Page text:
The state of my back has improved by a significant margin. Flexibility motions throughout the day are key. With that said, I've placed an order for a copy of Stuart McGill's highly acclaimed book, Low Back Disorders. The most alluring aspect of it is the technical standpoint of a medical perspective, and the emphasis on dispelling popular myths on back mechanics and the exercises pertaining to it. His other publication seems to be more of a conventional fitness guide, of which I'm in no short supply of.

In the meantime, I've been making the most of my still~limited range of allowable movement. Hard kicks aren't doable at this point, nor are hooks and upper~cuts. I'm spending my time with straight punches, such as jabs and leads.

Friday, March 2, 2007

Entry #385

Weigh~in: 221 lbs.

ME lower~body

Squats (at last):
45 lbs., 15 reps
45 lbs., 10 reps
135 lbs., 5 reps
185 lbs., 5 reps
225 lbs., 5 reps
275 lbs., 5 reps
The weight was light and my balance was impeccable, but I threw caution to the wind due to slight stiffness in my back. I only went down to parallel.

105 lb. dumbbells, 5 reps...
...7th rep, and then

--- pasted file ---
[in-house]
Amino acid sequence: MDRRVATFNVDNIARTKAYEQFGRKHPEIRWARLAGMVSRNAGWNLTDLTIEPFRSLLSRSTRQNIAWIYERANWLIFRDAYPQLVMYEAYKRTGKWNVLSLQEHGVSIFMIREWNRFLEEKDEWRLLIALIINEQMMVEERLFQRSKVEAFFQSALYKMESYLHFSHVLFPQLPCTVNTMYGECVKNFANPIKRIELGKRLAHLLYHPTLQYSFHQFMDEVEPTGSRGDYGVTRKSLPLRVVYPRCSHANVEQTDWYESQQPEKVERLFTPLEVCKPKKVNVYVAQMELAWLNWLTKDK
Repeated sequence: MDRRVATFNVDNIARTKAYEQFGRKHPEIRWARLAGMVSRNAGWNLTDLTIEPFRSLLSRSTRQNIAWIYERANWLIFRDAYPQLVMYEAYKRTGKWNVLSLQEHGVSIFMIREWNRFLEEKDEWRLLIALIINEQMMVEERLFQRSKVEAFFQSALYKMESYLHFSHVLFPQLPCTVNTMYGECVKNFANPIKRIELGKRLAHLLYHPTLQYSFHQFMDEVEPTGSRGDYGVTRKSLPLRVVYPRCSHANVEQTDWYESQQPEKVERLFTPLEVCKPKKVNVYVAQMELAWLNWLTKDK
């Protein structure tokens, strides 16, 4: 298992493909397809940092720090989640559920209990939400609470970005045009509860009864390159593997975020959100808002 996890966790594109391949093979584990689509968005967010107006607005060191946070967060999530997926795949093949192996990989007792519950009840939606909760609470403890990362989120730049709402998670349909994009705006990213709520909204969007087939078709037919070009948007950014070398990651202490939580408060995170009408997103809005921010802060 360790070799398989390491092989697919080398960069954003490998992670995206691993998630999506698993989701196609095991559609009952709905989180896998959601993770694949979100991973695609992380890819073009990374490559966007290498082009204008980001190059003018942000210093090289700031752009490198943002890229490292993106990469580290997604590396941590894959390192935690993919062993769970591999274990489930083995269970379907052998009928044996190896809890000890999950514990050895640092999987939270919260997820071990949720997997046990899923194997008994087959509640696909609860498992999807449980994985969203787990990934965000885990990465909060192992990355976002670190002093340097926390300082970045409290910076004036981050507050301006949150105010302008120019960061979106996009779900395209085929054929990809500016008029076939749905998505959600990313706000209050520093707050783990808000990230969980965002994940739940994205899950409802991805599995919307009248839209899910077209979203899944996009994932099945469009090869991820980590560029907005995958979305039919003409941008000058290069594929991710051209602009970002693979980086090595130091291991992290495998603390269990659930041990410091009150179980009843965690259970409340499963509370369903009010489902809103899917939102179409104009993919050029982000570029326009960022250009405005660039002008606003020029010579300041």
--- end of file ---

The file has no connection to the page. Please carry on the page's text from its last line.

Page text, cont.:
My spine crumpled like an accordion. I stood for a few moments in shock, then dropped the weights and staggered to a seat. There was a lesson payed for advancing too impatiently. Everything else had to be cancelled. Enduring the seat shape on the drive home was more taxing than the squats.

It will be bothersome trying to sleep tonight, as there's no possible position that isn't painful; lying down hurts more than standing. Comfort is for the weak, anyways.

Thursday, March 1, 2007

Entry #384

DE upper~body

135 lbs., 3 reps
6 sets

Barbell skullcrushers:
110 lbs., 8 reps
5 sets

8, 6, 6, 5, 4 reps
Performance on this exercise is actually improving as I gain weight.

Hise shrugs:
225 lbs., 12 reps
3 sets

Perhaps above all, I managed to close the #1 gripper today in my right hand. My positioning was wrong; the bar wasn't fitted deep enough into my palm. I only did it once, but I don't think buying the trainer is necessary. That single rep wasn't difficult at all, but the second attempt met with failure. It's a very uneven experience.